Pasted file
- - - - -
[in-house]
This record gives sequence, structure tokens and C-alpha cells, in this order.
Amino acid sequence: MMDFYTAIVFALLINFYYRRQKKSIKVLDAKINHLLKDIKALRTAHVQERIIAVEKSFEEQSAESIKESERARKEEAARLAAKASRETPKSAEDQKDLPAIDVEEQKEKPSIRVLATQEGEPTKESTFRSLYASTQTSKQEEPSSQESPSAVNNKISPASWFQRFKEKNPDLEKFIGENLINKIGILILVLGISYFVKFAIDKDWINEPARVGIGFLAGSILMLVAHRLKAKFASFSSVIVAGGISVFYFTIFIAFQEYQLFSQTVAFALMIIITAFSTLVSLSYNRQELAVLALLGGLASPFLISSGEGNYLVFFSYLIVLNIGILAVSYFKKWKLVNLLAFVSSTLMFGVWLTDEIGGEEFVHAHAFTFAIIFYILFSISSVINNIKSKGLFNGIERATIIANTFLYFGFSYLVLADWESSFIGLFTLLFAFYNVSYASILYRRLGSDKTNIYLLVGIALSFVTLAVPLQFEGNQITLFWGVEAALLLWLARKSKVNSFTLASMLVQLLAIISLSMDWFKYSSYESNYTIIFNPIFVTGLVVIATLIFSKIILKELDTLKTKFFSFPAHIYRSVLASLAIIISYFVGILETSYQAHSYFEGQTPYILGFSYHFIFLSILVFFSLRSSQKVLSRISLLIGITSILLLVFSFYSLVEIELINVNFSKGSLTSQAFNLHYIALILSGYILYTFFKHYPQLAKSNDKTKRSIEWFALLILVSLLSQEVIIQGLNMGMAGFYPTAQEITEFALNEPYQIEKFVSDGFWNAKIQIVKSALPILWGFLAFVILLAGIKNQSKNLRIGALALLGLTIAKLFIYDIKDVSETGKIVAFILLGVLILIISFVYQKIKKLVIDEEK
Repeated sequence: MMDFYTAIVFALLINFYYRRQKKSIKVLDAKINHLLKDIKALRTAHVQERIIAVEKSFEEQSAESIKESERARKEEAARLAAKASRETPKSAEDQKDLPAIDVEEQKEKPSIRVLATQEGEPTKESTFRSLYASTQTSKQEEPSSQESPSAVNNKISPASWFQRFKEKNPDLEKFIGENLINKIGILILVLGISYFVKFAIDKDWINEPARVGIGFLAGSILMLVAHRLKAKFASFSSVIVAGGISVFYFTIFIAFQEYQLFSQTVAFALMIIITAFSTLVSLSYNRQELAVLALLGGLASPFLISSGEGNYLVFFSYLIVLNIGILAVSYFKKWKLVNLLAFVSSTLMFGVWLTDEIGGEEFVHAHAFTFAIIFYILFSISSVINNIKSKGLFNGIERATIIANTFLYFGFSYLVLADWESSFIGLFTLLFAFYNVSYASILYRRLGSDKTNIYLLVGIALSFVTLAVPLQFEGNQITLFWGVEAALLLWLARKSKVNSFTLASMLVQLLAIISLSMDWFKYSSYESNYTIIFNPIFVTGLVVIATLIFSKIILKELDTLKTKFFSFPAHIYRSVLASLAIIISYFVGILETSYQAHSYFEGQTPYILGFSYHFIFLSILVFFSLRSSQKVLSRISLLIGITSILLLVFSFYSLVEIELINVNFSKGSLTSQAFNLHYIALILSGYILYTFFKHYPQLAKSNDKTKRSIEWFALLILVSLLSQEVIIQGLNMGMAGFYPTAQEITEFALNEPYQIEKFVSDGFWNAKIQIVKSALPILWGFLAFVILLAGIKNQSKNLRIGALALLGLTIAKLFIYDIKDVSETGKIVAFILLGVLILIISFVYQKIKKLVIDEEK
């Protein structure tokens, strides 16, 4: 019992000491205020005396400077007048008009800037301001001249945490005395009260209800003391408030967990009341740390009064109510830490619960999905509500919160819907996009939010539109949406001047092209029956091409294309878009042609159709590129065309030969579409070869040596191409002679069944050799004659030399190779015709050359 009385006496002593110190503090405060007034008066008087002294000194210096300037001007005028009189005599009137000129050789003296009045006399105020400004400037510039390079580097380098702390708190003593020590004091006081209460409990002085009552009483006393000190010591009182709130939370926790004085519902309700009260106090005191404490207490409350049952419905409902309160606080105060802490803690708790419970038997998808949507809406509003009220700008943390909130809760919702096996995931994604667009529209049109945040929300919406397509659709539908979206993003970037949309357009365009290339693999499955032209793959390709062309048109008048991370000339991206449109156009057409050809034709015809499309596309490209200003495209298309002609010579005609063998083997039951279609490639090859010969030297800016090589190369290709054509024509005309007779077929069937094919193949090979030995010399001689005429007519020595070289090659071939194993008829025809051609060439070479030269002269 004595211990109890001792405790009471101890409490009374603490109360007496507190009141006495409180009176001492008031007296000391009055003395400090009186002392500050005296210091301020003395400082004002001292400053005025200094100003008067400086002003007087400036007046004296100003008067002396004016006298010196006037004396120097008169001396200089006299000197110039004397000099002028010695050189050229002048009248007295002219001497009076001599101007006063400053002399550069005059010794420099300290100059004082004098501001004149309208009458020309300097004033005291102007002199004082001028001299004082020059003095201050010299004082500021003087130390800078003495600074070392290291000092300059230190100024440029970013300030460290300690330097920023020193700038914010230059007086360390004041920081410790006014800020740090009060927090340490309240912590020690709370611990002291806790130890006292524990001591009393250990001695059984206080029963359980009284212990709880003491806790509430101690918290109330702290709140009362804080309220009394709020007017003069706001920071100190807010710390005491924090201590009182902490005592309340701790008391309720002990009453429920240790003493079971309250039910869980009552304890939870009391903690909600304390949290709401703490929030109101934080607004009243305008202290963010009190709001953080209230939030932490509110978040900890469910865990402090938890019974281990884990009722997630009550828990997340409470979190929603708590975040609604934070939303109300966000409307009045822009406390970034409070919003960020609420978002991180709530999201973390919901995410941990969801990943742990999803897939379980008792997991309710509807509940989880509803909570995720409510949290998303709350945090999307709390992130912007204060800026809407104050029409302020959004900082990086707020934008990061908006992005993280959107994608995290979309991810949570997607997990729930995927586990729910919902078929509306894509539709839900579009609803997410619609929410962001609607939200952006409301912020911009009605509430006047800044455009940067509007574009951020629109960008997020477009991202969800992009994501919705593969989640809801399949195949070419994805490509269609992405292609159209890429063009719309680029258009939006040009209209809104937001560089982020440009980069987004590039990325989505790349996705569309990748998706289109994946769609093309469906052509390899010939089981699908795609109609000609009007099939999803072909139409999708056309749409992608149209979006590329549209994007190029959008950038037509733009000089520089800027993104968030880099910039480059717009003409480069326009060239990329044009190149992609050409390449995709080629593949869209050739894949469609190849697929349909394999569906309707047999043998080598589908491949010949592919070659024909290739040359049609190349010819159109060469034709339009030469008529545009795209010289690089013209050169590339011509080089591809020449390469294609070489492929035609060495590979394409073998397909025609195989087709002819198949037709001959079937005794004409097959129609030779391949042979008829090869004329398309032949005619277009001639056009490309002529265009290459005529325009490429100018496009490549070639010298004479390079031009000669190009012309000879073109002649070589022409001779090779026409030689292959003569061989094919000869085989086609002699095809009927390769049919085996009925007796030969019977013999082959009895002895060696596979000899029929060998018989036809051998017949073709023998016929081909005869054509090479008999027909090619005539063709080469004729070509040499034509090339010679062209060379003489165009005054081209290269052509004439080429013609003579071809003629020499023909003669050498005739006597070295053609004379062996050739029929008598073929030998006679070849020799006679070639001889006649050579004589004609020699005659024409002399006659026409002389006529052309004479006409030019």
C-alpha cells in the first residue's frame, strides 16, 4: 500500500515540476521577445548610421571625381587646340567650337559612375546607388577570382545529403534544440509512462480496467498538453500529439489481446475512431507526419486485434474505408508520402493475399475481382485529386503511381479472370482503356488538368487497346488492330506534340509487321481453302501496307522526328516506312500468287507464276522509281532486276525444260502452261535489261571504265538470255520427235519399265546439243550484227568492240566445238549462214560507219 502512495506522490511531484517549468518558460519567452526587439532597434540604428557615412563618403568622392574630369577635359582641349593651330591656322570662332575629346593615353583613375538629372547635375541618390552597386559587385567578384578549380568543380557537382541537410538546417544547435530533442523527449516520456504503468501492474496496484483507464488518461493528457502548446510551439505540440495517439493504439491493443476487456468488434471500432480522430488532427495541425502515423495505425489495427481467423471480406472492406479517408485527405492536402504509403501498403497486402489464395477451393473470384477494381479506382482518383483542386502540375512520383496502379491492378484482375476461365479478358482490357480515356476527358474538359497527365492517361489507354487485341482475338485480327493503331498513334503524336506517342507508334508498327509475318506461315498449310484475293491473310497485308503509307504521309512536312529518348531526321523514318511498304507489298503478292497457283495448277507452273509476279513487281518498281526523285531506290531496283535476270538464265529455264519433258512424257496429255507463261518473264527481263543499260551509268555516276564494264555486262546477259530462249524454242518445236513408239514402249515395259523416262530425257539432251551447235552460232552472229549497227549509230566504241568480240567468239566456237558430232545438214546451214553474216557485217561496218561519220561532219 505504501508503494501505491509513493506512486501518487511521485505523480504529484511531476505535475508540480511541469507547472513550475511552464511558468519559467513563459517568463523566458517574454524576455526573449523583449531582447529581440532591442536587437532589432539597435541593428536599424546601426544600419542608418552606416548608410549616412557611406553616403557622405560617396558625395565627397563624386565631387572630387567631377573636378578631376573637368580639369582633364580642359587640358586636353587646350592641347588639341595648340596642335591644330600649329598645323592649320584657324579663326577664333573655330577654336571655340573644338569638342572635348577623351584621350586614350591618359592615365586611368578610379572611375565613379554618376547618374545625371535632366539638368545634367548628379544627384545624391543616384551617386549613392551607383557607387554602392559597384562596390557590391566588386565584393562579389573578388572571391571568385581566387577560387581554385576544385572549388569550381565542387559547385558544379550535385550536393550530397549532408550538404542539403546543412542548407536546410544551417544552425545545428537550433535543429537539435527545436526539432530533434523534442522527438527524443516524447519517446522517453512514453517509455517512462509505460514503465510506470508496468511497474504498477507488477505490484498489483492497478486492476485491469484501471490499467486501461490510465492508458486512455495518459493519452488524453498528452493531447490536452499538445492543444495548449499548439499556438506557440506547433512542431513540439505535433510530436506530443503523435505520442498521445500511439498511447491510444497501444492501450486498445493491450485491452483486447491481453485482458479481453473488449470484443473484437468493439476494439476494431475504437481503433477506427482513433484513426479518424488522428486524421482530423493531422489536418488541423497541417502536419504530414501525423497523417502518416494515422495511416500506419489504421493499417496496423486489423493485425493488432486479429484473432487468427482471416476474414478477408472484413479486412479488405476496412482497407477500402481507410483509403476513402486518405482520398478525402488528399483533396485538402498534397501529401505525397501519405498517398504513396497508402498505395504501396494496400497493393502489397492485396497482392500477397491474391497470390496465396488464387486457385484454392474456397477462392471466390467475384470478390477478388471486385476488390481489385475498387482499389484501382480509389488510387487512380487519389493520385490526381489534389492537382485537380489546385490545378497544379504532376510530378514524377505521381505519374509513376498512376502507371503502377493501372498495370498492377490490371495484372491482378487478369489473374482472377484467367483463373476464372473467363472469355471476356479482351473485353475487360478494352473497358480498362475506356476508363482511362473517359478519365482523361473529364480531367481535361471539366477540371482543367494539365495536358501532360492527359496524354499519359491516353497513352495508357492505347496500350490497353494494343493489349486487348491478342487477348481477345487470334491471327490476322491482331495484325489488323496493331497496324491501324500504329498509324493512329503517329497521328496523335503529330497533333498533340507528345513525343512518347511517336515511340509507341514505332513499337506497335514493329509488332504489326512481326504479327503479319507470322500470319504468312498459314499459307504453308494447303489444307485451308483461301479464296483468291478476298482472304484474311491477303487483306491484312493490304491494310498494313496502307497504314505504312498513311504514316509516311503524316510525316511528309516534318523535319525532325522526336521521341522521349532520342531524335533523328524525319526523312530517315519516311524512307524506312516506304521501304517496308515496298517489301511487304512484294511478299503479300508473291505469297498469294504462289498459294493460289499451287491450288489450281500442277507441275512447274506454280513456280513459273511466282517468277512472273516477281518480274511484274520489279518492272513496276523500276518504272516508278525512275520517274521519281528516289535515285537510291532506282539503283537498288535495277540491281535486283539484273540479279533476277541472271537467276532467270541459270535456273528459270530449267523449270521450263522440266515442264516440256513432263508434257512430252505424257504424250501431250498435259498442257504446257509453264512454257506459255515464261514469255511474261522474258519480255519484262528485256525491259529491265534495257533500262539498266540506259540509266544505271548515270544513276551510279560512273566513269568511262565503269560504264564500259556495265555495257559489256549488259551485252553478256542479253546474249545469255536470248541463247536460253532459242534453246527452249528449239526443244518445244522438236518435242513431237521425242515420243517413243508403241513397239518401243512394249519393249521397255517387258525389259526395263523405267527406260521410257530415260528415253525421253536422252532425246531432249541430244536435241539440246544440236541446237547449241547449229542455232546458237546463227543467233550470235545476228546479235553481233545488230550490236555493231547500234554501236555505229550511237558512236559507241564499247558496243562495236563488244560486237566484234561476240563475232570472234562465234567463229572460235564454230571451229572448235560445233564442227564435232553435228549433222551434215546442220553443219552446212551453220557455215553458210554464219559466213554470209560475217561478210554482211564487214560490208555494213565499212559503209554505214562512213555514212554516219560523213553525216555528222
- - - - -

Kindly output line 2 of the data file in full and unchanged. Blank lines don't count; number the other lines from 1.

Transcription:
This record gives sequence, structure tokens and C-alpha cells, in this order.